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Excavation Skills!
Dirty Dave Lincoln Wrote:I've heard this one 'tree bowl/bole' been used as well, though trying to explain to some people that just because a dead feature has had a tree/bush sinking its roots through it doesn't mean it was not a real feature in the first place!!

I remember a case from a couple of years ago where there was a 'tree bole' surrounded by a circle of post-holes. The team on site said that it was an entirely natural feature, and basically had to be told to dig it. Red faces all round when, after much moaning about how it was pointless and a waste of time, excavation of the supposedly 'natural' feature produced a very fine beaker!
You know Marcus. He once got lost in his own museum
Though this one will come with experience.....knowing when an old lag is winding you up!
Explanation of 'hench'

It was also explained to me that this isn't necessarily only applicable to those with a well defined six-pack, (hurrah!!) apparently you can also be a fat old pot bellied bastard and still defined as 'hench (more hurrah!!)....
With peace and consolation hath dismist, And calm of mind all passion spent...
Seems to cover every shape and sized digger I've ever come across!Wink
Life should NOT be a journey to the grave with the intention of arriving safely in an attractive and well preserved body, but rather to skid in sideways, Merlot in one hand, Cigar in the other; body thoroughly used up, totally worn out, and screaming "WOO HOO, what a ride!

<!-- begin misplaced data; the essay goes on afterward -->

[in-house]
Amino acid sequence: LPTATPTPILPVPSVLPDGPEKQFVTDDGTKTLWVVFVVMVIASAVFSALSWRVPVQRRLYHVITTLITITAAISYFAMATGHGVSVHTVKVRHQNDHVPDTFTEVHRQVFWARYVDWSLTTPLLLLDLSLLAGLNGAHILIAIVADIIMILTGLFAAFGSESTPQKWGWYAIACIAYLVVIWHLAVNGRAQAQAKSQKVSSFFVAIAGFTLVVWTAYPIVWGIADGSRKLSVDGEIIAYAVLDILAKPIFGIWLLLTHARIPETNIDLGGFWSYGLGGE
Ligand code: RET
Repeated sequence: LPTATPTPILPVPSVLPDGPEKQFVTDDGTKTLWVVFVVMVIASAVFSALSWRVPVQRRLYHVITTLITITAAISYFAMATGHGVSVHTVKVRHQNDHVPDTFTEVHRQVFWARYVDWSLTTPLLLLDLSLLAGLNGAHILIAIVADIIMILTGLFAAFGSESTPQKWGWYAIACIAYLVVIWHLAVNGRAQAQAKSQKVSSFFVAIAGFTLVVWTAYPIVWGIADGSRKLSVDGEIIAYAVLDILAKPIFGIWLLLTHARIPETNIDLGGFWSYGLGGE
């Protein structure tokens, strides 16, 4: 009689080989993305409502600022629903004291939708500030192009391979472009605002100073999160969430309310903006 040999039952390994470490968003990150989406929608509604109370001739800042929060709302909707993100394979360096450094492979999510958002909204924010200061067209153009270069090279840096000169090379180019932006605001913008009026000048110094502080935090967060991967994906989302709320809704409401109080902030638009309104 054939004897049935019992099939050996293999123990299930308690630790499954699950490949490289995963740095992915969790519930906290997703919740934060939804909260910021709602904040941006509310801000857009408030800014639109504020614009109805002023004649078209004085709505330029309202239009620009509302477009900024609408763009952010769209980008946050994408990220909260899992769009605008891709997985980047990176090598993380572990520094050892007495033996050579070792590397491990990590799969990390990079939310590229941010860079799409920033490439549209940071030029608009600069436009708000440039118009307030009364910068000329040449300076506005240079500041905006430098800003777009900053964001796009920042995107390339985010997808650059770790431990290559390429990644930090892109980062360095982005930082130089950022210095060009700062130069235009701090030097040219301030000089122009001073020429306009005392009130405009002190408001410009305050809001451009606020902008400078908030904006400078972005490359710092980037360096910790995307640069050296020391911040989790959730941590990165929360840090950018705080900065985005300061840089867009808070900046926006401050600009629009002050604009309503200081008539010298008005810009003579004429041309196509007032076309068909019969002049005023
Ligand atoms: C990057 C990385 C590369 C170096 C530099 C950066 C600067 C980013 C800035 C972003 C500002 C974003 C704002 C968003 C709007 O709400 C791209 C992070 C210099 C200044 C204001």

having just had a quick glance through this thread. i think that possibly the most important thing to impart to your students is that having a degree is all well and good but this is just the beginning and you will not earn any browny points for expecting to run your own site as soon as you leave uni. learn the basics. ie how to trowel, how to distinguish layers/fills etc.. and to know your arse from a hole in the ground... the rest will come with experience. rather like driving. the test is only the beginning and lets face it no one likes a boy racer do they??? a little knowledge...blah blah blah. the more you learn the more you know that you don't know it all. and any way where's the fun in being a know it all. LEARN THE BASICS.Smile
Jack Wrote:A tree bole is the root and trunk (bottom of the trunk I think).

Not all tree-related feature is created by a tree falling over. Some trees/shrubs boles are pulled/dug out or burnt out.

I have even seen tree boles (stumps) being blasted out of the ground with slow-dynamite (I have interesting relatives!)

I've also heard tree grub-hole (my favourite).

I'm so sad that when on holiday/ going for walks I love investigating modern tree-throws and grub-holes. I've seen some that scarily look like dug pits where a tree with a certain root structure falls in such a way that the whole root bole comes out of the ground leaving a negative feature with fairly good edges all the way round......xx(

Think this explains some of the confusing conversations I've been involved in in the office over the years (including with Jack).

A tree bole is, as Jack has intimated, basically the bottom of the tree in its still-wooden format.